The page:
Ask Mehmet: What is Children's Day?

  • Published
  • By Mehmet Birbiri
  • 39th Air Base Wing Public Affairs
Children are our hope and our future, and the nation of Turkey emphasizes the love, hope and importance of children by observing a national holiday for them.

We celebrate the holiday, officially known as National Sovereignty and Children's Day, every year on April 23. There is a lot of history behind this day.

When the Ottoman Empire was defeated in World War I, victorious forces from England, France, Italy, Greece and Russia continued to occupy Turkey. The country's ruling sultan was only a figurehead, because the occupying forces, mainly England, dictated orders to him in Istanbul - the capital of the empire. When the occupying British forces closed the Ottoman Parliament, some parliament members fled while other were exiled or put in prison.

Mustafa Kemal, later named Ataturk, didn't stand still. Knowing and believing in his nation, he left Istanbul and ignited the War of Independence in Anatolia. He set up resistance forces and organized congresses at different locations.

He knew the nation had to be united in order to succeed, so he sent messages throughout the country asking for support.

Representatives traveled to Ankara to help make decisions on the nation's future. Ankara was in a central region of Anatolia and was not occupied by the foreign forces.This is where the first Grand National Assembly opened in April 23, 1920, under Ataturk's chairmanship. Ankara was later on proclaimed the capital of the country.

The vital decisions of the Grand National Assembly saved the country and led to founding the Republic of Turkey.

During the War of Independence, many children had been left as orphans. Ataturk's concern for these children led to the foundation of the Institute for the Salvation of Children. Then, because Ataturk recognized that children were the future of Turkey, Ataturk dedicated the day - the young republic's most important day - to the children of the nation in celebration of the opening of the Grand National Assembly.

Tuesday marks the 93rd anniversary of that happy and important event; and now, a national holiday.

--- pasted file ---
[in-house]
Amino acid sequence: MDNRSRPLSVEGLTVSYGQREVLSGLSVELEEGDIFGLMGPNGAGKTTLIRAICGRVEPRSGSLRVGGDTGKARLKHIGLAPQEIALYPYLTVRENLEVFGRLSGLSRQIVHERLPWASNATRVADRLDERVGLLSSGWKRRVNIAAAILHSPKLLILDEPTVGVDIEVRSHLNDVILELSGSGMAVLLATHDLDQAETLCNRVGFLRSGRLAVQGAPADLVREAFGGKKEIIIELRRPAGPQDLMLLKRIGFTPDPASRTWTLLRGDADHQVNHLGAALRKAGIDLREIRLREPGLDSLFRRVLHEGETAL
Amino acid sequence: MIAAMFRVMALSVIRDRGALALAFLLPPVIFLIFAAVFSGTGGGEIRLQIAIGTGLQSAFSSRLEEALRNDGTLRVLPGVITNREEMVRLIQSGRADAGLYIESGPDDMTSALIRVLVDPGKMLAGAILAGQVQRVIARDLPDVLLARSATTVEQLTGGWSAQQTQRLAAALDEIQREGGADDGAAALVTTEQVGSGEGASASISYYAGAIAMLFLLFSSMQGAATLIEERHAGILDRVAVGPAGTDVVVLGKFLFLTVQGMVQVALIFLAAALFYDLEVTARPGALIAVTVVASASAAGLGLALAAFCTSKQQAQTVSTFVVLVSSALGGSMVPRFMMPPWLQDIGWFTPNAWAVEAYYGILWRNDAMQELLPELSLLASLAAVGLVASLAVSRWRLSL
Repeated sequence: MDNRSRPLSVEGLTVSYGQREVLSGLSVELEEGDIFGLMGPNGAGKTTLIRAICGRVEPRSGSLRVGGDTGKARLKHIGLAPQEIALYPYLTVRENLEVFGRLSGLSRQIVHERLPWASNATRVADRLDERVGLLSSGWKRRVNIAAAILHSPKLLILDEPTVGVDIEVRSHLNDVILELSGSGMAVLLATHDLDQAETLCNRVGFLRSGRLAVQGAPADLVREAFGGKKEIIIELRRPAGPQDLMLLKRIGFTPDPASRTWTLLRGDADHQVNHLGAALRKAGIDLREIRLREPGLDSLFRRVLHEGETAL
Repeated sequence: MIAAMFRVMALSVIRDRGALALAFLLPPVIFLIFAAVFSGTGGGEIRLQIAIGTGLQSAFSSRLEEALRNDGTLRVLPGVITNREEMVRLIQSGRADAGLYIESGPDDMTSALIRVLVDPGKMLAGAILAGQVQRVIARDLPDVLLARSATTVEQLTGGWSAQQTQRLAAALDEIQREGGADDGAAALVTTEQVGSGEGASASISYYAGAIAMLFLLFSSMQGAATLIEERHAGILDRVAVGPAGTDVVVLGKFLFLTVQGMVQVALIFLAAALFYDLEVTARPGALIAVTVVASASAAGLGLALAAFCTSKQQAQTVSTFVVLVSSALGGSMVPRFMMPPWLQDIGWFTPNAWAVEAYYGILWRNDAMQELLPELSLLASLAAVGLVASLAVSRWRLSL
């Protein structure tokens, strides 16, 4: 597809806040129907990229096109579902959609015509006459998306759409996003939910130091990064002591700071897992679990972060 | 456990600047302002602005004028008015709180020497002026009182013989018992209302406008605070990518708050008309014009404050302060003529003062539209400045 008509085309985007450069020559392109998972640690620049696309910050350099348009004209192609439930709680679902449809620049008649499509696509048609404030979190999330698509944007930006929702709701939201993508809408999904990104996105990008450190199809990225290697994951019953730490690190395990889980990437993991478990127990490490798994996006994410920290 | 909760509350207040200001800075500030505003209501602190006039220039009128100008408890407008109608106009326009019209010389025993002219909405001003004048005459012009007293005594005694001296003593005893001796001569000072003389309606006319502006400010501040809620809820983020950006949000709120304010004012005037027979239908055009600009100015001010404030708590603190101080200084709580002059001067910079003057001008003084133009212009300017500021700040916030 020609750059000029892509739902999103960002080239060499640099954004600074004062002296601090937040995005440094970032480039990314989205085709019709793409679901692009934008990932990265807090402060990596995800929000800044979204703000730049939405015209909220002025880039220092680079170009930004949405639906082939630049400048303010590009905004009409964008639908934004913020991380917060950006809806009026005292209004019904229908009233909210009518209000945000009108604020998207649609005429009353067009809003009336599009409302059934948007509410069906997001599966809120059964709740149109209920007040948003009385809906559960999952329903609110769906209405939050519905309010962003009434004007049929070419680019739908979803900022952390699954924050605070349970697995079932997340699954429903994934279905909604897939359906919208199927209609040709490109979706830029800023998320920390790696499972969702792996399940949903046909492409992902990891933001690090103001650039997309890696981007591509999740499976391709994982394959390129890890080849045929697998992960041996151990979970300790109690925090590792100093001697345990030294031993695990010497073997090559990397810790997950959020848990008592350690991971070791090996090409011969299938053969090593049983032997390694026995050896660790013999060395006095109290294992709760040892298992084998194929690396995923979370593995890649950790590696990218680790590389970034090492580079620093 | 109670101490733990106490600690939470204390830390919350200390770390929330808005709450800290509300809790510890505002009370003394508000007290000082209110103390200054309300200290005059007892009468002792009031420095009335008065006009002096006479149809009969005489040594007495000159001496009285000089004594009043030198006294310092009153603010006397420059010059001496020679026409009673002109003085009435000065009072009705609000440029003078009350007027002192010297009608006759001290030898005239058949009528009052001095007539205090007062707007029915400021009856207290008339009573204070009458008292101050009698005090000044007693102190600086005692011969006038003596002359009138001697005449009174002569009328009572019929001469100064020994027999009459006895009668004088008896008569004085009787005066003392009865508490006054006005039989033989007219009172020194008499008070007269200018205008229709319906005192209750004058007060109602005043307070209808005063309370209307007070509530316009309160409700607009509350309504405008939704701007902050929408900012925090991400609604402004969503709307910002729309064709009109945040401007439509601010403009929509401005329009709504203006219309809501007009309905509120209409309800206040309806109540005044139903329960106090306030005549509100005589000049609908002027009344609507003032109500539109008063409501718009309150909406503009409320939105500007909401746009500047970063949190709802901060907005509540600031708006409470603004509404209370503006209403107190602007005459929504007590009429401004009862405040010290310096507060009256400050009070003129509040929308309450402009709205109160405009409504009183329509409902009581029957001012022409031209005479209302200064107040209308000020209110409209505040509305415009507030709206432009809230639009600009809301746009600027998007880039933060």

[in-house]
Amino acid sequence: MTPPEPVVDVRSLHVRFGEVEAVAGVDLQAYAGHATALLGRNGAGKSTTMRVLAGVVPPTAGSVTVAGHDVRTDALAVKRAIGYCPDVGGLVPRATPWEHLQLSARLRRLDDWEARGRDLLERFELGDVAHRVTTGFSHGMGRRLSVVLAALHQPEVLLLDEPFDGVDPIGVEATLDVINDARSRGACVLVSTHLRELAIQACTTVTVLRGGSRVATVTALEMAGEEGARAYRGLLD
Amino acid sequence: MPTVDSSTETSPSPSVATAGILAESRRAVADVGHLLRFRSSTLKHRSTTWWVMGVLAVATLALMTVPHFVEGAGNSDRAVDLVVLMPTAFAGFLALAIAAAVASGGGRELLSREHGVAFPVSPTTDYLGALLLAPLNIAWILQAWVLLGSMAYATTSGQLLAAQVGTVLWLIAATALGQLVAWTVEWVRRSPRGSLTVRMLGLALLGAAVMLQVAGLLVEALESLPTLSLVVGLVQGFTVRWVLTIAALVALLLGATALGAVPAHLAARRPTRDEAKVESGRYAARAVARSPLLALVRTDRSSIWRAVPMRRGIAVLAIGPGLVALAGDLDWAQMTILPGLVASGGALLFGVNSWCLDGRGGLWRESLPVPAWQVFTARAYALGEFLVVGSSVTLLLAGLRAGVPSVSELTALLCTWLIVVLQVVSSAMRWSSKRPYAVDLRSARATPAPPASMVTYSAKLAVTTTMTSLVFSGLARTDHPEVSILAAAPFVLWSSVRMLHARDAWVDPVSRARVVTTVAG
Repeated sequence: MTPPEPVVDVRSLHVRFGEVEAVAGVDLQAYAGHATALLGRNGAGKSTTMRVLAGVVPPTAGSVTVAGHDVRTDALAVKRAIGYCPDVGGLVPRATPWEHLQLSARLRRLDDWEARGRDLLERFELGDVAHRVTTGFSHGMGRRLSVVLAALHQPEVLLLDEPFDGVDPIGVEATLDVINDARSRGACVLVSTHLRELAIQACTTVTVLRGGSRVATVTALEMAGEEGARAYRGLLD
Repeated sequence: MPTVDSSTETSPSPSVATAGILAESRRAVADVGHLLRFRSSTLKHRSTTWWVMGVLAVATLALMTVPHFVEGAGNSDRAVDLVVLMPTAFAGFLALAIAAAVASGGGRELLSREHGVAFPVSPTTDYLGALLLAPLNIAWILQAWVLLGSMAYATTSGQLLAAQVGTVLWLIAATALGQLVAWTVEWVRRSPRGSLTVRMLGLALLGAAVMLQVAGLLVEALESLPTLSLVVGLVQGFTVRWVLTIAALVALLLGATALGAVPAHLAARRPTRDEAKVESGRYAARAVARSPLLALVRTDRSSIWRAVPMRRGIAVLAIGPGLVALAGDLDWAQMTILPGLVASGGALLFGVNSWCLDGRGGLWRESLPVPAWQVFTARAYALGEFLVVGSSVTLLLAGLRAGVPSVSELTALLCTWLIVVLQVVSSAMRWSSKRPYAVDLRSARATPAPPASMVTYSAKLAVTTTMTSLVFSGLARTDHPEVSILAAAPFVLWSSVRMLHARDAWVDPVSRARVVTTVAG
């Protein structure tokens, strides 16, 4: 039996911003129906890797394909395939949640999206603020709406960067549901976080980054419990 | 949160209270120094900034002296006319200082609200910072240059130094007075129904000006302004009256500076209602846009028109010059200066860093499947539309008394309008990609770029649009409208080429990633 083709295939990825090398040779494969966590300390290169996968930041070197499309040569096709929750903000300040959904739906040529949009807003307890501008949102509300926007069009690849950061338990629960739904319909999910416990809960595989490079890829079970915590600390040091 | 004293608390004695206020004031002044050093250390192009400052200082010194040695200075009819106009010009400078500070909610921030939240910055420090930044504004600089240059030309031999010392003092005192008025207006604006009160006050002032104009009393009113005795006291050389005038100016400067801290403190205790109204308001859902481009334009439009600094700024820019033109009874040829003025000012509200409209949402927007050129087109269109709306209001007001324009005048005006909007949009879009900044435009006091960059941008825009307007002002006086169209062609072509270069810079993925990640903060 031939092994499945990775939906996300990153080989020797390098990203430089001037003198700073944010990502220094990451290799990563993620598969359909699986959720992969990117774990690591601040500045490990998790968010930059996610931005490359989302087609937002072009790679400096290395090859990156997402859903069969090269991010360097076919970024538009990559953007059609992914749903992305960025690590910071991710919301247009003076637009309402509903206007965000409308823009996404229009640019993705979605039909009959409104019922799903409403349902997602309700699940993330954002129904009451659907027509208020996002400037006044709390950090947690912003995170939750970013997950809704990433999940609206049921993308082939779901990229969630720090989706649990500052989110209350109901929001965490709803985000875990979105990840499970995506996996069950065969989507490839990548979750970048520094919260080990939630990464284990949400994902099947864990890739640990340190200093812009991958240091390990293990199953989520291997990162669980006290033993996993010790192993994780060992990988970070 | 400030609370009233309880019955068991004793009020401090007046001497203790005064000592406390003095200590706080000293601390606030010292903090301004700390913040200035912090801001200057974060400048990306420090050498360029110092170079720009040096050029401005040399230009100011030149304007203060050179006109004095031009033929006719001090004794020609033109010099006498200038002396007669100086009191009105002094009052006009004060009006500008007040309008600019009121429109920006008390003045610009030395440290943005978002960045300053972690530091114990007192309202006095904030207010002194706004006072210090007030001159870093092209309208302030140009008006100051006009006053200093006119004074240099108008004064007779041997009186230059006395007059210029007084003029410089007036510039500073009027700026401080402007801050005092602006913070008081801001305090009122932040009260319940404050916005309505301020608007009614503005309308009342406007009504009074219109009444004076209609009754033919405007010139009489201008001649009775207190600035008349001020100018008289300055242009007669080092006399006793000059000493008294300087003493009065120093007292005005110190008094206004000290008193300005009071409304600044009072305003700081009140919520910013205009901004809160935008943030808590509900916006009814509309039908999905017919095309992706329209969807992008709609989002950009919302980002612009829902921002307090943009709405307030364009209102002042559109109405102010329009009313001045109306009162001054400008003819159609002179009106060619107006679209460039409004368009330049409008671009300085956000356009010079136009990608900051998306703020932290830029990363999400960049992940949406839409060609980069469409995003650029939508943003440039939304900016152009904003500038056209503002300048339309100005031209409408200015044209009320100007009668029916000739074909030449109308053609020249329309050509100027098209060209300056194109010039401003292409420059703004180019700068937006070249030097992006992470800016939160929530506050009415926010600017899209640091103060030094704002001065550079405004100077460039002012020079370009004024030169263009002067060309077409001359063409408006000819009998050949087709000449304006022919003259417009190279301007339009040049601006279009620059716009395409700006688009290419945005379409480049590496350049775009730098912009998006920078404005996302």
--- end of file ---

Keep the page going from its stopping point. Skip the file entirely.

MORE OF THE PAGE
Ceremonies and celebrations take place in Ankara, Istanbul and major cities. Throughout the country, elementary schools are decorated and children wear special uniforms to commemorate the day.

One special activity is to have a child symbolically in charge of every administrative position from president to mayor on that special day for the children. Children usually give orders like opening new playgrounds or schools. The ceremony in Adana will be at the stadium starting at 9:00 a.m. Ceremonies will also be held in Incirlik village.

In 1979, the United Nation's Year of the Child, the Turkish Government proposed that April 23 be declared a holiday for the children of the world.

That same year, Turkey began inviting children from every country to come and participate in its Children's Day festivities.

Turkish Radio Television Corp. has been sponsoring an annual international Children's Day Festival. Hundreds of children from different countries march in the streets of Ankara, Istanbul and Izmir and other major cities of Turkey in their national outfits, performing their native dances. Every year children from more than 60 countries come together, celebrate this happy event and plant the seeds of peace and brotherhood.

Within the scope of Children's Day, 10th Tanker Base Command holds a festival on Sunday, April 21, between 3:30-7 p.m. at Arkadas Park on Incirlik Air Base.

With the focus on children, the festival will have competitions, shows, bouncy castles, ponies, food and drink, games, fun, and cultural activities.